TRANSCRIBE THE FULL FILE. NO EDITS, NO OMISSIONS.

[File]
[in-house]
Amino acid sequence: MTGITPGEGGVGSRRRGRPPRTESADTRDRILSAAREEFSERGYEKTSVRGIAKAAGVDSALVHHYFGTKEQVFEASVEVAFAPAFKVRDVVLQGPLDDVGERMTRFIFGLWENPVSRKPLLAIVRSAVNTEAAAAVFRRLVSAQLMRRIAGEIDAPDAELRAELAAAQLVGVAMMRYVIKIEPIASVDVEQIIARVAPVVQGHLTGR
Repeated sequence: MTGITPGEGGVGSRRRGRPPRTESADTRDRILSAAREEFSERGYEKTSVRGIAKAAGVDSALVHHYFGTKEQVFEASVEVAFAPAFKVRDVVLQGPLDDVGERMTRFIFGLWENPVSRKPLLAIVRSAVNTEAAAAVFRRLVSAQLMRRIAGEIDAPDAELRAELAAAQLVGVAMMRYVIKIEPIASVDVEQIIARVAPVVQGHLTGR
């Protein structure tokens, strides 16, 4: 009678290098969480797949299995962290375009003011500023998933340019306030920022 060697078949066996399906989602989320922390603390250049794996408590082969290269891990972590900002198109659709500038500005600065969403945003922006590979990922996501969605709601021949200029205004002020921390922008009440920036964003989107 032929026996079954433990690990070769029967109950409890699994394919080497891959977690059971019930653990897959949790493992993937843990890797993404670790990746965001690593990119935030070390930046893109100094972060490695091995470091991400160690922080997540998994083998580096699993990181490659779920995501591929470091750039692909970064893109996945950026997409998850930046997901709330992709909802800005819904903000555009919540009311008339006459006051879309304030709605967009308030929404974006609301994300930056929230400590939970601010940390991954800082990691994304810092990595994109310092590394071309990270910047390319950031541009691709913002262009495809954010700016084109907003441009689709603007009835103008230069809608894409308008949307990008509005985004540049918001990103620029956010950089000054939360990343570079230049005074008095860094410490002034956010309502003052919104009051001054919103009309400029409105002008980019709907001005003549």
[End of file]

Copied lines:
[in-house]
Amino acid sequence: MTGITPGEGGVGSRRRGRPPRTESADTRDRILSAAREEFSERGYEKTSVRGIAKAAGVDSALVHHYFGTKEQVFEASVEVAFAPAFKVRDVVLQGPLDDVGERMTRFIFGLWENPVSRKPLLAIVRSAVNTEAAAAVFRRLVSAQLMRRIAGEIDAPDAELRAELAAAQLVGVAMMRYVIKIEPIASVDVEQIIARVAPVVQGHLTGR
Repeated sequence: MTGITPGEGGVGSRRRGRPPRTESADTRDRILSAAREEFSERGYEKTSVRGIAKAAGVDSALVHHYFGTKEQVFEASVEVAFAPAFKVRDVVLQGPLDDVGERMTRFIFGLWENPVSRKPLLAIVRSAVNTEAAAAVFRRLVSAQLMRRIAGEIDAPDAELRAELAAAQLVGVAMMRYVIKIEPIASVDVEQIIARVAPVVQGHLTGR
């Protein structure tokens, strides 16, 4: 009678290098969480797949299995962290375009003011500023998933340019306030920022 060697078949066996399906989602989320922390603390250049794996408590082969290269891990972590900002198109659709500038500005600065969403945003922006590979990922996501969605709601021949200029205004002020921390922008009440920036964003989107 032929026996079954433990690990070769029967109950409890699994394919080497891959977690059971019930653990897959949790493992993937843990890797993404670790990746965001690593990119935030070390930046893109100094972060490695091995470091991400160690922080997540998994083998580096699993990181490659779920995501591929470091750039692909970064893109996945950026997409998850930046997901709330992709909802800005819904903000555009919540009311008339006459006051879309304030709605967009308030929404974006609301994300930056929230400590939970601010940390991954800082990691994304810092990595994109310092590394071309990270910047390319950031541009691709913002262009495809954010700016084109907003441009689709603007009835103008230069809608894409308008949307990008509005985004540049918001990103620029956010950089000054939360990343570079230049005074008095860094410490002034956010309502003052919104009051001054919103009309400029409105002008980019709907001005003549």